UN Report: Environmental Laws Only Good on Paper

Expressing disappointment over the action that actually takes place on the ground, UN has released its first evaluation of global environmental laws.

According to a United Nations report, there has been a dramatic increase in adoption of environmental laws around the globe. However much less is translated on the ground. In the first global evaluation of such environmental laws, the report found that a lack of political will, underfunded agencies, unfair judicial systems and poor implementation of the law have in fact hindered efforts to address some of the biggest challenges of our time, such as climate change and the loss of biodiversity.

The report cites a case study on Costa Rica’s “dramatic progress” that can serve as an example of how years of implementing strong environmental controls give rise to political consensus which, alongside a deep respect for courts and environmental institutions, leads to the emergence and maintenance of environmental rule of law.

The report also threw light on a worrying backlash seen in the killing of activists who defend environmental law and as governments create new rules to control civil society.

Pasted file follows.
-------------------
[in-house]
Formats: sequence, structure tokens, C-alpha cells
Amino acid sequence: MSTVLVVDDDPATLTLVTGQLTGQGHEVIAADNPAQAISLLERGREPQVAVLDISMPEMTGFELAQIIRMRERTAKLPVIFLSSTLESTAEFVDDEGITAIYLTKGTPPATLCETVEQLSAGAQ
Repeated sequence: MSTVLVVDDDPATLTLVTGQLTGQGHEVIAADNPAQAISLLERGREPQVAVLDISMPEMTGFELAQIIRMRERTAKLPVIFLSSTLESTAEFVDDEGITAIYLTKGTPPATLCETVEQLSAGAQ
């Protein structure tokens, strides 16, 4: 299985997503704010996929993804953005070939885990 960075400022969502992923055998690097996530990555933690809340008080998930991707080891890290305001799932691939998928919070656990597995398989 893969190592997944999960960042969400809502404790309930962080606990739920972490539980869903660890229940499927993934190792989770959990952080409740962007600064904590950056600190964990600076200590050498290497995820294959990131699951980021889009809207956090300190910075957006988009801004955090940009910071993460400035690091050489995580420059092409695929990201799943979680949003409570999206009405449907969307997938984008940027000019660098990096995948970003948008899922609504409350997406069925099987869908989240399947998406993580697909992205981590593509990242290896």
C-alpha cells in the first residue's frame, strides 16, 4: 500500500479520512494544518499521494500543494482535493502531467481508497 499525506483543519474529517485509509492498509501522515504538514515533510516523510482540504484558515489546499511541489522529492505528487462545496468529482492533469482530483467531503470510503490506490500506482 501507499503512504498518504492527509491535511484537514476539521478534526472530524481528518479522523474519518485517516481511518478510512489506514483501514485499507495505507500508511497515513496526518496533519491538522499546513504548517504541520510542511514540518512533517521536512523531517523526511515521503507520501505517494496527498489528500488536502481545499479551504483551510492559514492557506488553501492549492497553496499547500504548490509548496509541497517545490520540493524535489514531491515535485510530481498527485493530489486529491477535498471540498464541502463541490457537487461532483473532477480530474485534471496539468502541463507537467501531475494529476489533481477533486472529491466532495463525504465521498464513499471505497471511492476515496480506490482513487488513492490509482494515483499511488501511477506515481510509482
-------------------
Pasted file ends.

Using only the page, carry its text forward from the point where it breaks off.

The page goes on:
From 2002 to 2017, there was a fourfold increase in the number of environmental defenders murdered, according to the report. Many of them were killed in remote forests of developing countries –– mainly Latin America and the Philippines –– after protesting against extractive industries, hydroelectric dams or agribusinesses.

During 2016, more than 200 activists were killed in 24 countries

Their deaths, most of which were never prosecuted, signal bad news for the rule of environmental law. David Boyd, Special Rapporteur on Human Rights and the Environment says, “This compelling new report solves the mystery of why problems such as pollution, declining biodiversity and climate change persist despite the proliferation of environmental laws in recent decades. Unless the environmental rule of law is strengthened, even seemingly rigorous rules are destined to fail and the fundamental human right to a healthy environment will go unfulfilled.”

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This first global report on environmental rule of law has five objectives. First, it seeks to explore the meaning and importance of environmental rule of law. Second, it highlights trends in environmental rule of law, often providing an empirical foundation on these trends for the first time anywhere. Third, it illustrates specific approaches that countries, domestic stakeholders, and international partners have been adopting to improve environmental rule of law in particular ways. Fourth, it provides a benchmark against which to assess future developments. Finally, it sets forth priority recommendations for measures that countries and others can pursue to continue progress on environmental rule of law. The report has elaborated that Environmental rule of law and the Sustainable Development Goals are mutually reinforcing. The Sustainable Development Goals promote norms and a framework that are essential to environmental rule of law.

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